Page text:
Our new normal was difficult to process most days. The doctors warned us about how the treatment would make my mom tired and exhaust her body and how the diagnosis itself was going to add a considerable amount of stress. We were told that she should take it easy, drink plenty of fluids, and not lift anything heavy. Things, we all agreed, that we could prepare for. But no one tells you about the days when you’ll come home from work at 4 in the afternoon to find your mom curled up in such a deep sleep that you’ll tiptoe to the side of her bed to make sure she’s breathing. There is no way to prepare for the sheer panic you feel until you see her chest rise and fall.
No one tells you about the days when you’ll come home from work at 4 in the afternoon to find your mom curled up in such a deep sleep that you’ll tiptoe to the side of her bed to make sure she’s breathing.
Some days, I found myself desperately jealous of my friends’ daily stress of, Will he ask me on a second date? What costume will my daughter wear on Halloween? Do I have enough money to close on the apartment that I want? It all sounded so much better than, Will this month’s scan show that the cancer has moved to her lungs? Is this the phone call that will tell us how much time we have left with her?
Now, four years later, I’m still living with my parents and taking care of them in many ways. I’ve made the decision to live at home and spend time together while we still have it. It is both a blessing and a curse to be this person for my parents. I’m reminded every day that they won’t be here forever, and knowing that leaves me feeling gutted. But the relationship that I have with them has changed drastically over the past few years, and my role as their caregiver has evolved into a deep friendship. The worry that I have for them never went away. Their physical health and general wellbeing is on my mind every day.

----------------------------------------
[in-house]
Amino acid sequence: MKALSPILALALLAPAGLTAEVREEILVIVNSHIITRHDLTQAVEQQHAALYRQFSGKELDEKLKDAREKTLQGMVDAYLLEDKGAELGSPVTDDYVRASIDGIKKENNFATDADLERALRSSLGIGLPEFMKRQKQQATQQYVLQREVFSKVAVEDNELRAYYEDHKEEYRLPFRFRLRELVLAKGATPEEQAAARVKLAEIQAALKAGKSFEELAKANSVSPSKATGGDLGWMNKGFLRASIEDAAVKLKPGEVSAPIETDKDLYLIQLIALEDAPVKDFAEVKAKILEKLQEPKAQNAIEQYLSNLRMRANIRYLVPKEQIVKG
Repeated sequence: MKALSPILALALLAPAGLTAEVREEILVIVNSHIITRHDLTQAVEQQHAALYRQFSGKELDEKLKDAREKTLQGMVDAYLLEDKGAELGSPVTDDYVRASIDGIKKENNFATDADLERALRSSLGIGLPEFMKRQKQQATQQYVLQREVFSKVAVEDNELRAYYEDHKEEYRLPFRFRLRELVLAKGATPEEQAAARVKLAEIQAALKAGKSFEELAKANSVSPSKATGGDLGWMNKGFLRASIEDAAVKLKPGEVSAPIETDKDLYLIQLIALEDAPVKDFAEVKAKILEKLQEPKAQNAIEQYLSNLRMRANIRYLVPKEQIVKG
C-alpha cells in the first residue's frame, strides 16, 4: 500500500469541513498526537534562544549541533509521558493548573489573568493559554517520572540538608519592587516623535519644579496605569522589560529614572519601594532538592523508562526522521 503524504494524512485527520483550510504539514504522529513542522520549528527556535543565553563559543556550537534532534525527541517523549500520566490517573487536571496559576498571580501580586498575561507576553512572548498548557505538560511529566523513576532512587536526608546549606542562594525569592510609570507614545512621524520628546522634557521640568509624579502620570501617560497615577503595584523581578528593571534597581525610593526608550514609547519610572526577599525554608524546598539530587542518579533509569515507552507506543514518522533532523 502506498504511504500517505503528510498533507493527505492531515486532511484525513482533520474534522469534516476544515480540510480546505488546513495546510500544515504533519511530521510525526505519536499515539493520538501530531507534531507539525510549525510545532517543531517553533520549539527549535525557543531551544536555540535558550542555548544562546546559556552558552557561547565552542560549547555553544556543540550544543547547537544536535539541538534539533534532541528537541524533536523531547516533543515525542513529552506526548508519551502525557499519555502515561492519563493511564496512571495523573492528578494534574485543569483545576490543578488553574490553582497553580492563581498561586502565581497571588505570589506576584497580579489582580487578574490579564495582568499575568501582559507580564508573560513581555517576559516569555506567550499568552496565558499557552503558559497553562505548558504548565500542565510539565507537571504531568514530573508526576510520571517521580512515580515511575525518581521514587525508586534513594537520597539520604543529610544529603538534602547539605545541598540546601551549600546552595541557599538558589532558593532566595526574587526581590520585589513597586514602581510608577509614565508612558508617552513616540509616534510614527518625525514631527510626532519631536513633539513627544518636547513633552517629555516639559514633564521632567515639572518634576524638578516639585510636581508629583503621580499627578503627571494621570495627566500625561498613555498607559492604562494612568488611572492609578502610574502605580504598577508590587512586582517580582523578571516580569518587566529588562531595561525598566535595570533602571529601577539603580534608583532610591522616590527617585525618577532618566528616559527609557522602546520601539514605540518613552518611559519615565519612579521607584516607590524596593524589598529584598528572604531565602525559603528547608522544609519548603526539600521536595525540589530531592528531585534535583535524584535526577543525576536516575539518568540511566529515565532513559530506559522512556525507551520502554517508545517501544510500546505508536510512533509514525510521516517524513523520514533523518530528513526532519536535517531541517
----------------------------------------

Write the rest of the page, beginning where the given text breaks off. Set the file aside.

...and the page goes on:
Caregiving at this age comes with a great deal of daily acceptance. Accepting the unacceptable, accepting that my mom may die before she helps me pick out a wedding dress, before I have a baby and a million questions about feeding schedules, before I’m ready to live in this world without a mother. Her cancer diagnosis and my sudden role as her caregiver shined a spotlight on how important it is to be present in the here and now. More importantly, it pushed me to be the kind of person who shows up for others even when that feels shaky and uncertain. There became a “Before Mom Got Sick” period of my life and an “After Mom Got Sick” period. Somewhere along the way, I learned how to live a life I’m really proud of.
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Source: Refinery29 – Lexi Weber